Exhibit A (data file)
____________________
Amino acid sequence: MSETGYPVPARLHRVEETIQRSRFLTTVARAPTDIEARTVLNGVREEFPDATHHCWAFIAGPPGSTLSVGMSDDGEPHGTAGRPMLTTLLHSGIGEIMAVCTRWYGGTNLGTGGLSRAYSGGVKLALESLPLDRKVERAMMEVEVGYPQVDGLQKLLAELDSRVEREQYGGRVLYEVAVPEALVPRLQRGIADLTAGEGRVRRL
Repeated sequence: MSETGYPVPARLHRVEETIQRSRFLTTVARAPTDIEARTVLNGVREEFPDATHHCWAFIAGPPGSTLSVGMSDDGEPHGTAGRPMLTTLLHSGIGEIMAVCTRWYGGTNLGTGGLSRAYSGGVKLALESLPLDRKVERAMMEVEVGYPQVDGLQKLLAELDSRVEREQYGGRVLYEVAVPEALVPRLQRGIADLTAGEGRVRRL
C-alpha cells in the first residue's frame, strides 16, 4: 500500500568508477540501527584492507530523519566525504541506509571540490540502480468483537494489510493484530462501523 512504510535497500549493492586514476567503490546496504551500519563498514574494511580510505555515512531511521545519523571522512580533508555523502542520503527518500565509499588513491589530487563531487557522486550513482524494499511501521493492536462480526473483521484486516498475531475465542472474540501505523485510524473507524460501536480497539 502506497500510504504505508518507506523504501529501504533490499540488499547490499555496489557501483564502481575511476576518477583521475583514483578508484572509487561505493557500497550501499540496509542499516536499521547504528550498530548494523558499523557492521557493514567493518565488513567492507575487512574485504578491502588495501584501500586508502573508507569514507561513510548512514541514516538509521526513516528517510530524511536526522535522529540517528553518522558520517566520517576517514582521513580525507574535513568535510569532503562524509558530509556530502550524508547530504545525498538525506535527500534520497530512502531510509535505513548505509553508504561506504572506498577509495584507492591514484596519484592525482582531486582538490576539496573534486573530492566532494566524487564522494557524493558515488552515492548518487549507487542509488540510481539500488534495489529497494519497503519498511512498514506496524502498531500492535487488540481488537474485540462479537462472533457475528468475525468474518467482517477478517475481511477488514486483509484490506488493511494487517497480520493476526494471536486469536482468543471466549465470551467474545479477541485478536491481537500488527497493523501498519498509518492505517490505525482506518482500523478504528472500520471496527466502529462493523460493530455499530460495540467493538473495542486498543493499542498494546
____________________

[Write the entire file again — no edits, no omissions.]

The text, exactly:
Amino acid sequence: MSETGYPVPARLHRVEETIQRSRFLTTVARAPTDIEARTVLNGVREEFPDATHHCWAFIAGPPGSTLSVGMSDDGEPHGTAGRPMLTTLLHSGIGEIMAVCTRWYGGTNLGTGGLSRAYSGGVKLALESLPLDRKVERAMMEVEVGYPQVDGLQKLLAELDSRVEREQYGGRVLYEVAVPEALVPRLQRGIADLTAGEGRVRRL
Repeated sequence: MSETGYPVPARLHRVEETIQRSRFLTTVARAPTDIEARTVLNGVREEFPDATHHCWAFIAGPPGSTLSVGMSDDGEPHGTAGRPMLTTLLHSGIGEIMAVCTRWYGGTNLGTGGLSRAYSGGVKLALESLPLDRKVERAMMEVEVGYPQVDGLQKLLAELDSRVEREQYGGRVLYEVAVPEALVPRLQRGIADLTAGEGRVRRL
C-alpha cells in the first residue's frame, strides 16, 4: 500500500568508477540501527584492507530523519566525504541506509571540490540502480468483537494489510493484530462501523 512504510535497500549493492586514476567503490546496504551500519563498514574494511580510505555515512531511521545519523571522512580533508555523502542520503527518500565509499588513491589530487563531487557522486550513482524494499511501521493492536462480526473483521484486516498475531475465542472474540501505523485510524473507524460501536480497539 502506497500510504504505508518507506523504501529501504533490499540488499547490499555496489557501483564502481575511476576518477583521475583514483578508484572509487561505493557500497550501499540496509542499516536499521547504528550498530548494523558499523557492521557493514567493518565488513567492507575487512574485504578491502588495501584501500586508502573508507569514507561513510548512514541514516538509521526513516528517510530524511536526522535522529540517528553518522558520517566520517576517514582521513580525507574535513568535510569532503562524509558530509556530502550524508547530504545525498538525506535527500534520497530512502531510509535505513548505509553508504561506504572506498577509495584507492591514484596519484592525482582531486582538490576539496573534486573530492566532494566524487564522494557524493558515488552515492548518487549507487542509488540510481539500488534495489529497494519497503519498511512498514506496524502498531500492535487488540481488537474485540462479537462472533457475528468475525468474518467482517477478517475481511477488514486483509484490506488493511494487517497480520493476526494471536486469536482468543471466549465470551467474545479477541485478536491481537500488527497493523501498519498509518492505517490505525482506518482500523478504528472500520471496527466502529462493523460493530455499530460495540467493538473495542486498543493499542498494546